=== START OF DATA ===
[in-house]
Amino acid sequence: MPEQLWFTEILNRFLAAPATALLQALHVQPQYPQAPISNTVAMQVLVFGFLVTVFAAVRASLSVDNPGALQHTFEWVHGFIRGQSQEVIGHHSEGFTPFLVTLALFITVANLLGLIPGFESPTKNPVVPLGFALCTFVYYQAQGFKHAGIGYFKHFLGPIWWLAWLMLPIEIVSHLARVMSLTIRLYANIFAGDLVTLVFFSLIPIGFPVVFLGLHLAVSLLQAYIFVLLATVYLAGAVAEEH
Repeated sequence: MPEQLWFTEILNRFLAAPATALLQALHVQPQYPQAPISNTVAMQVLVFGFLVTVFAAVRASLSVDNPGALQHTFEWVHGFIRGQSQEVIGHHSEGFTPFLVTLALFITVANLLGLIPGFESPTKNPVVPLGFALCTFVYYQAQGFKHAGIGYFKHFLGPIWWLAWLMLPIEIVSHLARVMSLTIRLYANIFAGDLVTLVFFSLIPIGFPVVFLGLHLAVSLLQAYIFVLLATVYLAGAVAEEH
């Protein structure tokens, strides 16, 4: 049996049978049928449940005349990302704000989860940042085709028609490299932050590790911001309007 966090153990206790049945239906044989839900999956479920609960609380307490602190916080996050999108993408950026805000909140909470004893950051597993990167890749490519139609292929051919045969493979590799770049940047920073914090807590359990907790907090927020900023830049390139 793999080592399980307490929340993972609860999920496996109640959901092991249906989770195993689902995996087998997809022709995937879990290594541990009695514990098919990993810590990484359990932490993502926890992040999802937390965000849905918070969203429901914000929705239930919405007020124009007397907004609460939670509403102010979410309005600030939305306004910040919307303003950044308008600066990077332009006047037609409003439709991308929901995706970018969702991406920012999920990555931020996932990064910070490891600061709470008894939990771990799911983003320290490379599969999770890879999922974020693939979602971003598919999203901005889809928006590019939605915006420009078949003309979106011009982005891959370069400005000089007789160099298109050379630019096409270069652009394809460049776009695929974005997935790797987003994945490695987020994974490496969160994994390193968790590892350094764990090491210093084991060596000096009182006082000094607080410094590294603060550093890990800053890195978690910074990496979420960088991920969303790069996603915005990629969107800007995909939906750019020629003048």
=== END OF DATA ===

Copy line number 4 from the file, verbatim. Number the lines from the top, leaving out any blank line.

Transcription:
């Protein structure tokens, strides 16, 4: 049996049978049928449940005349990302704000989860940042085709028609490299932050590790911001309007 966090153990206790049945239906044989839900999956479920609960609380307490602190916080996050999108993408950026805000909140909470004893950051597993990167890749490519139609292929051919045969493979590799770049940047920073914090807590359990907790907090927020900023830049390139 793999080592399980307490929340993972609860999920496996109640959901092991249906989770195993689902995996087998997809022709995937879990290594541990009695514990098919990993810590990484359990932490993502926890992040999802937390965000849905918070969203429901914000929705239930919405007020124009007397907004609460939670509403102010979410309005600030939305306004910040919307303003950044308008600066990077332009006047037609409003439709991308929901995706970018969702991406920012999920990555931020996932990064910070490891600061709470008894939990771990799911983003320290490379599969999770890879999922974020693939979602971003598919999203901005889809928006590019939605915006420009078949003309979106011009982005891959370069400005000089007789160099298109050379630019096409270069652009394809460049776009695929974005997935790797987003994945490695987020994974490496969160994994390193968790590892350094764990090491210093084991060596000096009182006082000094607080410094590294603060550093890990800053890195978690910074990496979420960088991920969303790069996603915005990629969107800007995909939906750019020629003048």